08       str += "<th>"+ model.getColumnName(column) + "</th>";
09     }
10     str += "</thead><tbody>\n";
11     for (var row = 0; row < model.rows; row++) {
12       str += '<tr>\n';
13       for (var column = 0; column < model.columns; column++) {
14         str += "<td>" + model.get(column, row) + "</td>\n";
15       }
16       str += "</tr>\n";
17     }
18     str += "</tbody></table>\n";
19     return str;
20   }
21 }

A TableRenderer uses the model to access individual feeds. To allow this to happen, the TableModel has methods for accessing cells and lines. The renderer walks through the cells and columns and converts the data into HTML output. The model is implemented in HopTable-Model, which converts cell access into access for a list of HOP objects. The same object, TableRenderer, could just as easily run client-side with a model that maps cell access to JSON to output feeds. JSON is a JavaScript data representation standard that serves a purpose similar to XML; developers use JSON to exchange data between AJAX applications and other programs.

If you abstract your applications, you can use much of the same code for the presentation logic on the server and the client. If you are using the same presentation logic, business logic can gradually be swapped out onto the client, dynamically and on demand. This approach reduces the effect of network latency and relieves the server load. An application designed like this scales more easily.

Helma has much more to offer. In addition to application management and introspection tools, Helma includes additional applications that speed up the development process. A shell gives developers JavaScript-based access to the server, and the SQL shell supports database access. The debugger makes it easier for developers to find errors in Java-Script applications.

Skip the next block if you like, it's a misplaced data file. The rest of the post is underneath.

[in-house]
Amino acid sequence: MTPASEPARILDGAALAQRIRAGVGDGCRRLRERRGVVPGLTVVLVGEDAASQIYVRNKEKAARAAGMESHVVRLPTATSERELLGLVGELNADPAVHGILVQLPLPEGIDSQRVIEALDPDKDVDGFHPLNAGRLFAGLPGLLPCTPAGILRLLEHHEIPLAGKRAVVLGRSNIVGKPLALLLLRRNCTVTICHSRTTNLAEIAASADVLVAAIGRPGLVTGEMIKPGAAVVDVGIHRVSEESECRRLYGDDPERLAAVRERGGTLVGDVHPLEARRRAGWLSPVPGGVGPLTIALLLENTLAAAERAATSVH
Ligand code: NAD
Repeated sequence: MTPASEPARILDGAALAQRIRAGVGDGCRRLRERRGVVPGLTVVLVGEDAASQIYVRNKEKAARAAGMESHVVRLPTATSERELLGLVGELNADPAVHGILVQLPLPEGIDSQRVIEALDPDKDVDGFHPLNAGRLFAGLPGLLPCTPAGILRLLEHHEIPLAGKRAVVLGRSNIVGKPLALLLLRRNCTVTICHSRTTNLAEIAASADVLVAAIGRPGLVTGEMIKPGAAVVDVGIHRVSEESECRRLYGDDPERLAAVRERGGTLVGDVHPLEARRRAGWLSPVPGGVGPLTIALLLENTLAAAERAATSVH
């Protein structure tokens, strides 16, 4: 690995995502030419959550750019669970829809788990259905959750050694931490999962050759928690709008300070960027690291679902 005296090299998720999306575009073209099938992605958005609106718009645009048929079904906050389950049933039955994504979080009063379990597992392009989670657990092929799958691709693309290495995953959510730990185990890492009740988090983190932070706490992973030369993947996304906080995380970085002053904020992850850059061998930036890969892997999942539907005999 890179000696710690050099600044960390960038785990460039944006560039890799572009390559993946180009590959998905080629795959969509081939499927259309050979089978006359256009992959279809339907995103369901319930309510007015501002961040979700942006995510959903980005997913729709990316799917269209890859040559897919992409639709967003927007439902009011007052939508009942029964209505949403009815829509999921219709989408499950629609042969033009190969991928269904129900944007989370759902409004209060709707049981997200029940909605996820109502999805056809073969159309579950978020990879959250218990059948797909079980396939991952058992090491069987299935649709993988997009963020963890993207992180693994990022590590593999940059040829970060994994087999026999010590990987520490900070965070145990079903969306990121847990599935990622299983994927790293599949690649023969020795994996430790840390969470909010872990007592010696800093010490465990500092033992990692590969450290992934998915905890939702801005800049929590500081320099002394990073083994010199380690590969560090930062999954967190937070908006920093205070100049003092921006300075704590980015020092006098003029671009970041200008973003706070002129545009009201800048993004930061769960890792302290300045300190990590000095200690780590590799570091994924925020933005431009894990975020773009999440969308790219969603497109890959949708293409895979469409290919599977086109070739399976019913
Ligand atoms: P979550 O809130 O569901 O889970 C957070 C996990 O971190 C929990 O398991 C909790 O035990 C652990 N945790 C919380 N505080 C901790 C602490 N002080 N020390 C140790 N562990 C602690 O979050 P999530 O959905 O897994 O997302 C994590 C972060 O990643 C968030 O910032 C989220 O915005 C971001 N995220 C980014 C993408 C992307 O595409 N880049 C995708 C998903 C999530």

Looking Ahead

The new 2.0 version of Helma is scheduled for release in 2007. The Helma 2.0 project is a complete rewrite. The developers intend to keep the strengths of the 1.0 line and take insights from many years of deployment into consideration. New scripting, extended skins and templates, and the capabilities of newer versions of the Rhino JavaScript implementation are the main focuses of Helma 2.0.

The Helma Community has not been twiddling its thumbs: Jala [8] is a new library for application development in Helma. The Jala library, which is based on work by ORF, was released recently as open source. It supports convenient extensions and wrappers to integrate key Java libraries for localization, Captchas, or RSS. Jala is characterized by excellent code quality and good documentation.Where is the trend headed? The breakthrough of mobile objects and mobile code is an exciting prospect for Java-Script. As mentioned earlier, Helma and JavaScript support the use of the same code both browser- and server-side.

Things heat up when you dynamically pass JavaScript objects to the browser, which lets developers modify applications at run time. This means more flexible, dynamic, and interactive web applications. JavaScript will continue to conquer the browser.

Whereas JavaScript projects have historically implemented the graphical presentation of an application, the next step will be to offload business logic onto the browser. More powerful browser-side JavaScript engines will contribute to this trend. And don't underestimate the importance of an open source contribution to Mozilla by Adobe: Tamarin, a just-in-time compiler for JavaScript with a virtual machine.

JavaScript has been hiding its light under a bushel for too long; the time has come for application developers to start taking JavaScript seriously.

[1] Helma project homepage:
[2] Mozilla Rhino:
[3] Helma downloads:
[4] Java RSS library, Rome:
[5] JDOM:
[6] JDBC driver for MySQL:
[7] Listings online:
[8] Jala project with useful libraries for Helma:

Stephan Schmidt has been a software developer for more than 20 years, working as project manager and head of development of various mid-sized enterprises. Today, Stephan is a developer and project manager with Fraunhofer FIRST. His major focuses are Java and various scripting languages from Ruby to JavaScript.